be likely to live permanently in Australia or maintain a close and continuing association with Australia.

Children under 16 years old may be included on a responsible parent's application. The Minister for Citizenship and Multicultural Affairs has discretion, in some circumstances, to grant citizenship to children aged 16 or 17 who apply in their who apply in their own right.

A holder of a Permanent Protection Visa (PPV) has permanent residence and so can satisfy the first point above if they are over 18 years of age. This means that the person is eligible to apply for Australian citizenship if they meet the other criteria listed.

A holder of a Temporary Protection Visa has temporary residence in Australia for a period of three years, and so does not meet the criteria to apply for Australian citizenship as they are not a permanent resident in Australia. However, if granted a Permanent Protection Visa, they may be eligible to apply for citizenship after two years' residence.

There is in addition, a fee to lodge an application for citizenship, and a concession fee for people on Australian Centrelink or Department of Veterans' Affairs age, wife, disability, support age service and invalidity service pensions, and mature age and mature age (partner) allowance (14 Mar. 2005).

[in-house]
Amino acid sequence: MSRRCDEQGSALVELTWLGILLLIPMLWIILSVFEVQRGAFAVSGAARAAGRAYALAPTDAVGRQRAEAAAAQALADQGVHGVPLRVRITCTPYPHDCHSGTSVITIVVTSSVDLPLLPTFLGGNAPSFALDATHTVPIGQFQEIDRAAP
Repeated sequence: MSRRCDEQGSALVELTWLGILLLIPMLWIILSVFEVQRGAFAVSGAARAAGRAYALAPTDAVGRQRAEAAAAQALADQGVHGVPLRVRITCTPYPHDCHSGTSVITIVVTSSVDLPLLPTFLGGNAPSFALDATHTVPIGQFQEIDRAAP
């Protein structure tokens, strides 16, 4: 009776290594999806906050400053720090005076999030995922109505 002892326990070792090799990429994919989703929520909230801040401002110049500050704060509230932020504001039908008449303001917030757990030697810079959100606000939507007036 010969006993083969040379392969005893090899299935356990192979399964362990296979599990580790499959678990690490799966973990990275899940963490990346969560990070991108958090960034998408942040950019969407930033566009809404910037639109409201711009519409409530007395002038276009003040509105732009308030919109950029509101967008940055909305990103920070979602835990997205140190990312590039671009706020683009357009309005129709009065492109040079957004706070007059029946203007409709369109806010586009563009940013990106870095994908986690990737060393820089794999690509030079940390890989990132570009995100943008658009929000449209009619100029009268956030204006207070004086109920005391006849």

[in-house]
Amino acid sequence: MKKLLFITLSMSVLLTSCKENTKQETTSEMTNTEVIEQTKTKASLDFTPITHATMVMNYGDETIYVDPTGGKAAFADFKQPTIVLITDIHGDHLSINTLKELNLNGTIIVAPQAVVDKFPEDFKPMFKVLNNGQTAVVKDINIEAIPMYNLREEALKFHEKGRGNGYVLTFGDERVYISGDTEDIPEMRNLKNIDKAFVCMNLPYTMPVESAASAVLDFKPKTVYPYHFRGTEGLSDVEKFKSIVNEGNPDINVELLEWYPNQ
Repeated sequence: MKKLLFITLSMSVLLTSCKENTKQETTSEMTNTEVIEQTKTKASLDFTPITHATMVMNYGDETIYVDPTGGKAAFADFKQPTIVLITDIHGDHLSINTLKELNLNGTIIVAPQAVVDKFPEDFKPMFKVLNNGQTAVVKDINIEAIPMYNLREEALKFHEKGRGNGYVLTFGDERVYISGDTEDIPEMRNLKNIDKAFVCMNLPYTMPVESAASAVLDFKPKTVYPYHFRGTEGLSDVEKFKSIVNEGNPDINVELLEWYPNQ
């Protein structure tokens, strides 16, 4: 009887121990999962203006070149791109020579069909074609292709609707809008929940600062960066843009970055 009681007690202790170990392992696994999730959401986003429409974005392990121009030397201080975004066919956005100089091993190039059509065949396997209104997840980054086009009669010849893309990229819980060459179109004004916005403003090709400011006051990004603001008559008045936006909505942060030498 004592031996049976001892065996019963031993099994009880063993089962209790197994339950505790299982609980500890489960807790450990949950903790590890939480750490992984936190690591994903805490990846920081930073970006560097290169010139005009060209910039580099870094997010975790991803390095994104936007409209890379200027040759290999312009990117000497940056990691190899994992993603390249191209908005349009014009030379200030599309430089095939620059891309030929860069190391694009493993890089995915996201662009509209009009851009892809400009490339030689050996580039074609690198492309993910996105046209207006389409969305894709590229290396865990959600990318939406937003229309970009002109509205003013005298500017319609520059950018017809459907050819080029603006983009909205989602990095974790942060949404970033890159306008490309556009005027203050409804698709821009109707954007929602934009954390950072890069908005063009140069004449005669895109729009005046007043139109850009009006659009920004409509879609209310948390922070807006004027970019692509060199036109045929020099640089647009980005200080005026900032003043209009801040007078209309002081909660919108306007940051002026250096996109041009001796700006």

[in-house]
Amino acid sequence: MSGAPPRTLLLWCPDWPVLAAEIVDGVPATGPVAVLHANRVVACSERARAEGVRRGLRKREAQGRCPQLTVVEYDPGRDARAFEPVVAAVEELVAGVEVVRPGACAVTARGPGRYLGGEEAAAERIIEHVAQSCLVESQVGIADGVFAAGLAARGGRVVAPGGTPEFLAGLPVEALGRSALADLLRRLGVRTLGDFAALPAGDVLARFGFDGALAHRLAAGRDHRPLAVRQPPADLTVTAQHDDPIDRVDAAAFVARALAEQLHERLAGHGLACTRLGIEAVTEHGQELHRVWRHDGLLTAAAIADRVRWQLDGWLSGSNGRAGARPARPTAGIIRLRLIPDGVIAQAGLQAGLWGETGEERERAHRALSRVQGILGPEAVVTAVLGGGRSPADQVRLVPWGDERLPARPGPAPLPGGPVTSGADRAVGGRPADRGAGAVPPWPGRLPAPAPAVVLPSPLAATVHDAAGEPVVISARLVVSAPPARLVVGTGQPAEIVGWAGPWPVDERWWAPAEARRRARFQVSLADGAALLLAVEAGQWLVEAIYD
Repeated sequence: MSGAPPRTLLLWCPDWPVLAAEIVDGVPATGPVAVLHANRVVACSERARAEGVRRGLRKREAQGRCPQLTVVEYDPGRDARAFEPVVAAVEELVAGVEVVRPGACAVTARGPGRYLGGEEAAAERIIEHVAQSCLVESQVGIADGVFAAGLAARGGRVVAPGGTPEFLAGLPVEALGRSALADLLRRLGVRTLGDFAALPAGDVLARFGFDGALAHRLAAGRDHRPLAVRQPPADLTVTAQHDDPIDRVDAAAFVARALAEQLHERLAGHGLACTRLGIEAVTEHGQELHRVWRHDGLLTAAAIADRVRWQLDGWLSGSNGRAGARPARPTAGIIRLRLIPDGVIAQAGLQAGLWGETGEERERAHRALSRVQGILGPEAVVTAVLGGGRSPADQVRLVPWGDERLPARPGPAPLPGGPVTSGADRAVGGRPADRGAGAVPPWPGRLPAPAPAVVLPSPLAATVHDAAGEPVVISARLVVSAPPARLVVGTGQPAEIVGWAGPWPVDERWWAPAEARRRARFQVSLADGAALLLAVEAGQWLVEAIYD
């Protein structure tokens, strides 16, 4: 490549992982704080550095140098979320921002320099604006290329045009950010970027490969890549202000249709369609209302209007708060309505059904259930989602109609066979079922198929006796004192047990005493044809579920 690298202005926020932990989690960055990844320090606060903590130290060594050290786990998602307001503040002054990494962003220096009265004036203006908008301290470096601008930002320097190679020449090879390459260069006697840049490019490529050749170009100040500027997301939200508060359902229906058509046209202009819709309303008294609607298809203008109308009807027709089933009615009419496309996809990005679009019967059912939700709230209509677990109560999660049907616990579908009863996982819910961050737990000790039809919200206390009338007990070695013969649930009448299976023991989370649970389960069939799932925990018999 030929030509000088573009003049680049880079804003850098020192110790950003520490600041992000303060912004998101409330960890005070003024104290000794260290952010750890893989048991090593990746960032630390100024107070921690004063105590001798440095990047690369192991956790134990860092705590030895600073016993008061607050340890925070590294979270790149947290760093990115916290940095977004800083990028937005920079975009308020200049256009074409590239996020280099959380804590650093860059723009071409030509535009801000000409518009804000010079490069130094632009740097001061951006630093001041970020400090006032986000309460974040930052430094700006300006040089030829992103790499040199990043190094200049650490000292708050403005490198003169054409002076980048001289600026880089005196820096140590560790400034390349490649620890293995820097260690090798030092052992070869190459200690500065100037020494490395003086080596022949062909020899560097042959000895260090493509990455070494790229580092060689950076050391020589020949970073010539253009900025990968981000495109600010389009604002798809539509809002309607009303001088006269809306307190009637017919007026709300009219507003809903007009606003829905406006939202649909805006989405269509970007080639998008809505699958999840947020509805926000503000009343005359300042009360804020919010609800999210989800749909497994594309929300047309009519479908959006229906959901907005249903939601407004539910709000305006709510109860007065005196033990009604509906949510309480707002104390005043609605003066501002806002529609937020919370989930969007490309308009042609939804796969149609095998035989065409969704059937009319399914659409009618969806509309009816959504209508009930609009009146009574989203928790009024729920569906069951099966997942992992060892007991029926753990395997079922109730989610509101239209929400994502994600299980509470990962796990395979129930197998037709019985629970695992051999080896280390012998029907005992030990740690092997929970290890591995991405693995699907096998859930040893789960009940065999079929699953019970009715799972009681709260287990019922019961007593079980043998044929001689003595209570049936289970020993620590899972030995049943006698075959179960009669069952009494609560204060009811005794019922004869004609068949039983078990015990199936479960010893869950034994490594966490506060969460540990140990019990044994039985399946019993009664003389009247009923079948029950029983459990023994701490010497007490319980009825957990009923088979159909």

For additional and more detailed information, please refer to the attached "Fact Sheets," which have been issued by the Australian Department of Immigration and Multicultural and Indigenous Affairs.

This Response was prepared after researching publicly accessible information currently available to the Research Directorate within time constraints. This Response is not, and does not purport to be, conclusive as to the merit of any particular claim for refugee protection.

References

High Commission of Australia, Ottawa. 14 March 2005. Correspondence from the Immigration Section.

Attachments